Welcome to the LitCharts study guide on William Shakespeare's Titus Andronicus. Created by the original team behind SparkNotes, LitCharts are the world's best literature guides.
Titus Andronicus: Introduction
A concise biography of William Shakespeare plus historical and literary context for Titus Andronicus.
Titus Andronicus: Plot Summary
A quick-reference summary: Titus Andronicus on a single page.
Titus Andronicus: Detailed Summary & Analysis
In-depth summary and analysis of every scene of Titus Andronicus. Visual theme-tracking, too.
Titus Andronicus: Themes
Explanations, analysis, and visualizations of Titus Andronicus's themes.
Titus Andronicus: Quotes
Titus Andronicus's important quotes, sortable by theme, character, or scene.
Titus Andronicus: Characters
Description, analysis, and timelines for Titus Andronicus's characters.
Titus Andronicus: Symbols
Explanations of Titus Andronicus's symbols, and tracking of where they appear.
Titus Andronicus: Theme Wheel
An interactive data visualization of Titus Andronicus's plot and themes.
Brief Biography of William Shakespeare
Shakespeare's father was a glove-maker, and Shakespeare received no more than a grammar school education. He married Anne Hathaway in 1582, but left his family behind around 1590 and moved to London, where he became an actor and playwright. He was an immediate success: Shakespeare soon became the most popular playwright of the day as well as a part-owner of the Globe Theater. His theater troupe was adopted by King James as the King's Men in 1603. Shakespeare retired as a rich and prominent man to Stratford-upon-Avon in 1613, and died three years later.
Historical Context of Titus Andronicus
The play is set in the late Roman empire, when it is past its height and entering its long decline, fighting off the Goths and other barbarian groups at the fringes of the empire. Shakespeare’s Rome is a fictional creation, though, filtered through a Renaissance English perspective, filled with English-speaking Romans who reference things like the practice of knighting and English-style grammar schools. Roman historical legends and Greco-Roman myth underpin the plot, most importantly the story of Philomela from Ovid’s Metamorphoses.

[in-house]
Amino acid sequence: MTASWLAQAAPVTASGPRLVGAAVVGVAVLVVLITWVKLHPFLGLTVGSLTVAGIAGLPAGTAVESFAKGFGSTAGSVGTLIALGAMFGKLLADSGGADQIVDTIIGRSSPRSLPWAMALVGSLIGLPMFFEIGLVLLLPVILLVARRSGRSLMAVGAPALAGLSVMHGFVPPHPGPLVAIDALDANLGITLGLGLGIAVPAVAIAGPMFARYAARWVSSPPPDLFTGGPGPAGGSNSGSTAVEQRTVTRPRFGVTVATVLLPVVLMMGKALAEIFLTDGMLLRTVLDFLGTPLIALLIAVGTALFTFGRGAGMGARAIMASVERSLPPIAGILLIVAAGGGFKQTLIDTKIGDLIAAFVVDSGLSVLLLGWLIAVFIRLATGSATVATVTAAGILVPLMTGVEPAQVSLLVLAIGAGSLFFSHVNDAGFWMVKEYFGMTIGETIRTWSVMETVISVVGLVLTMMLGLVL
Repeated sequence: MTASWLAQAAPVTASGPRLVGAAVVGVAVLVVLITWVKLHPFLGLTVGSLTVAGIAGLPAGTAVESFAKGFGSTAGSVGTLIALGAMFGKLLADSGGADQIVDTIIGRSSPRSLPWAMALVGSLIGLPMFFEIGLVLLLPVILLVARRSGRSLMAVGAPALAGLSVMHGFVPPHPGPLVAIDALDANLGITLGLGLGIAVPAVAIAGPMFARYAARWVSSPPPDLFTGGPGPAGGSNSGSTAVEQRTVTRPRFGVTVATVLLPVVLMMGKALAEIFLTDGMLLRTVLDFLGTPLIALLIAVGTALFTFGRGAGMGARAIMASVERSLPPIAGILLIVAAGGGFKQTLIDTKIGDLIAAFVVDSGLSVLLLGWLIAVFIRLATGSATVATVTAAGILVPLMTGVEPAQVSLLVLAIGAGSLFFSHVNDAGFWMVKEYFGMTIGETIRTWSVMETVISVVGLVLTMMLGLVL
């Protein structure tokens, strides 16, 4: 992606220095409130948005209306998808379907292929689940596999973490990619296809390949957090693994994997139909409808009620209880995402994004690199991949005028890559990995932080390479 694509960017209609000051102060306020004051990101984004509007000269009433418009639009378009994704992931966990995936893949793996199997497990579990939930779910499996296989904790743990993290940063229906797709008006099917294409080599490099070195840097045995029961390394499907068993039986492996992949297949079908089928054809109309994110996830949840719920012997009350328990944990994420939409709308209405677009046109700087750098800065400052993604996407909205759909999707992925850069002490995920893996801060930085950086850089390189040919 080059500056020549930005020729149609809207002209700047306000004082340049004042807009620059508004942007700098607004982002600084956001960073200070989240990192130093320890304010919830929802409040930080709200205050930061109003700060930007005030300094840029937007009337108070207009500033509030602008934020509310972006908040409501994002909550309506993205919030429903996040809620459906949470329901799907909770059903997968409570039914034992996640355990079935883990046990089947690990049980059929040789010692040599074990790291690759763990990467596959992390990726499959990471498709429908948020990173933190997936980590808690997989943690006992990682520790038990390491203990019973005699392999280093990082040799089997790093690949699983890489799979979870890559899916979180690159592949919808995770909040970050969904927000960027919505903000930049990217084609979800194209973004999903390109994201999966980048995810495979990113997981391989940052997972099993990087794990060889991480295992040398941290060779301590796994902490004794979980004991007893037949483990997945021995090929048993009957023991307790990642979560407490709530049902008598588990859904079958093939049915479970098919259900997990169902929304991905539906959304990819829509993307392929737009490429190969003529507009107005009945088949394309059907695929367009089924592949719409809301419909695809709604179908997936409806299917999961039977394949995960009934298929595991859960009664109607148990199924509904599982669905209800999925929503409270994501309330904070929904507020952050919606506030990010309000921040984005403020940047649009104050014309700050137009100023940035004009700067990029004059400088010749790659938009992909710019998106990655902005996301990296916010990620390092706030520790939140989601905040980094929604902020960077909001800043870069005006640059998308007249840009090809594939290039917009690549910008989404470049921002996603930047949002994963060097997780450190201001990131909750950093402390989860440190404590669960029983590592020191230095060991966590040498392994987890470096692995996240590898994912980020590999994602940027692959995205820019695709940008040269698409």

Other Books Related to Titus Andronicus
Titus Andronicus can be seen as one of Shakespeare’s responses to the popular genre of revenge tragedy in Renaissance England. As the name would imply, these plays centered around acts of revenge-killing and were often filled with gruesome bloodshed. The tradition of revenge tragedies in general was greatly influenced by the tragedies written by the Roman stoic philosopher and dramatist Seneca the Younger, who lived from 4 BC to 65 AD but whose works were widely read during the Elizabethan period when Shakespeare was writing.
Key Facts about Titus Andronicus
- Full Title: Titus Andronicus
- When Written: Late 1580s or early 1590s (it is believed to be one of Shakespeare’s earlier plays).
- Where Written: England
- When Published: 1594
- Literary Period: English Renaissance (also called the early modern era)
- Genre: Revenge tragedy
- Setting: Ancient Rome
- Climax: At the feast with which the play concludes, Titus feeds the remains of Tamora’s own children to her and reveals who has raped Lavinia; a whirlwind of murder ensues, leaving Lavinia, Titus, Saturninus, and Tamora all dead.
- Antagonist: Tamora and Aaron the Moor.
Extra Credit for Titus Andronicus
Authorship. While extremely popular in Shakespeare’s day, the play has lost favor with many critics since then. As early as the 17th century, in fact, critics were questioning whether Shakespeare even wrote the play. While the issue cannot be completely settled, most critics today agree that Shakespeare at least co-wrote the play.